13. ^ Madras (India : State) (1918). Madras district gazetteers, Volume 1, Part 1. VOL. I.—THE DISTRICT. MADRAS : PRINTED BY E. KEYS, AT THE GOVERNMENT PRESS: Printed by the Superintendent, Govt. Press. p. 109. Retrieved 11 November 2012. "Little girls, up to the age of about 3, wear nothing but the little heart-shaped piece of silver suspended by a waist-cord (arai- mudi) " which calls attention to what it purports io conceal." They are then promoted to a miniaturo " female " cloth" Original from the University of Michigan Digitized 14 Mar 2005 [1]
  14. ^ P. Percival (1993). P. Percival, ed. Percival's Tamil-English dictionary (reprint ed.). Asian Educational Services. p. 14. ISBN 81-206-0819-4. Retrieved 16 April 2012. "அரைமுடி arai múḍi, A small plate of gold or silver, appended to the girdle of female children, for the sake of decency ;" [2]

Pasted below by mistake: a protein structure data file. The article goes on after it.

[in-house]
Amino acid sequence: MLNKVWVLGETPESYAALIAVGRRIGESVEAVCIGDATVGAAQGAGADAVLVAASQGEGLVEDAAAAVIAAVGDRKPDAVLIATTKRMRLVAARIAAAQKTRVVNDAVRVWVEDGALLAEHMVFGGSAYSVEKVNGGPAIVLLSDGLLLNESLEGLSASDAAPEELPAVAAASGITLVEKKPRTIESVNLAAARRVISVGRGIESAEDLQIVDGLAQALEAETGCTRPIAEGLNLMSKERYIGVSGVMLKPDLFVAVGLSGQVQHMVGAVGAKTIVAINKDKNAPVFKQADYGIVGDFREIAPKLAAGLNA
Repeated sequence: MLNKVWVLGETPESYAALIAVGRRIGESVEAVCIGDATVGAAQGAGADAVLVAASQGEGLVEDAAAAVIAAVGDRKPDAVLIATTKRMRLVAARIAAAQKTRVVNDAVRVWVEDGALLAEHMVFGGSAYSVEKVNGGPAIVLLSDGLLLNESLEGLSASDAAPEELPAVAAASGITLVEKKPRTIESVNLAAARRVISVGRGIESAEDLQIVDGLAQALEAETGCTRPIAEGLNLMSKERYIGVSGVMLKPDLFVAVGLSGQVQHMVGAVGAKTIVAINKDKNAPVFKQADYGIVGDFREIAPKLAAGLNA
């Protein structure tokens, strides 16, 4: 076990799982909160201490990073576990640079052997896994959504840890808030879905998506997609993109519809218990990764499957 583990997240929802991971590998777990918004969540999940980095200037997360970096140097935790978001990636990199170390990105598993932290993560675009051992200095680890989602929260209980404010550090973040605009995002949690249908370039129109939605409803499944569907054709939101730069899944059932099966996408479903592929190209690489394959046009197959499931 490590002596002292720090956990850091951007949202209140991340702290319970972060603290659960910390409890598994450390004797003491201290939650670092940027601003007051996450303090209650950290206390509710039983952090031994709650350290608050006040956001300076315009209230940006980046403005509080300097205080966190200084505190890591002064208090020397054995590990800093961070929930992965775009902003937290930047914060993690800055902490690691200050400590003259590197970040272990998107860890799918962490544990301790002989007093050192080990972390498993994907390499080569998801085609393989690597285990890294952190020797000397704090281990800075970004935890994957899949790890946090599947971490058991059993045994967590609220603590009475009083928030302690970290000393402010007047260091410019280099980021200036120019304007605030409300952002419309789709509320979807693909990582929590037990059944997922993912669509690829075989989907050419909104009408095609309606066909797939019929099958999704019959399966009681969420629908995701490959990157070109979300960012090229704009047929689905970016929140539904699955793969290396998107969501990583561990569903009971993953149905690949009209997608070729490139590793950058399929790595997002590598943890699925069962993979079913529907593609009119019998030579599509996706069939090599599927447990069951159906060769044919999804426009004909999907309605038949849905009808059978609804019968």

15. ^ M. Winslow (1989). Winslow's a Comprehensive Tamil and English Dictionary (3, reprint ed.). Asian Educational Services. p. 40. ISBN 81-206-0000-2. Retrieved 16 April 2012. "அரைமுடி, s. A small plate of metal worn by little girls over the private parts." 
  16. ^ Miron Winslow (1862). Acomprehensive Tamil and English Dictionary of High and Low Tamil. MADRAS : PRINTED AND PUBLISHED BY P. R. HUNT, AMERICAN MISSION PRESS, 167, POPHAM'S BROADWAY: Hunt. p. 40. Retrieved 16 April 2012. "அரைமுடி, s. A small plate of metal worn by little girls over the private parts." Original from the Bavarian State Library Digitized 21 Mar 2011 Length 976 pages A COMPREHENSIVE TAMIL AND ENGLISH DICTIONARY OF HIGH AND LOW TAMIL, BY THE REV. MIRON WINSLOW. D.D. AMERICAN MISSIONARY, MADRAS. ASSISTED BY COMPETENT NATIVE SCHOLARS: IN PART FROM MANUSCRIPT MATERIALS OF THE LATE REV. JOSEPH KNIGHT, AND OTHERS. MADRAS : PRINTED AND PUBLISHED BY P. R. HUNT, AMERICAN MISSION PRESS, 167, POPHAM'S BROADWAY. 1862. Copyright Secured.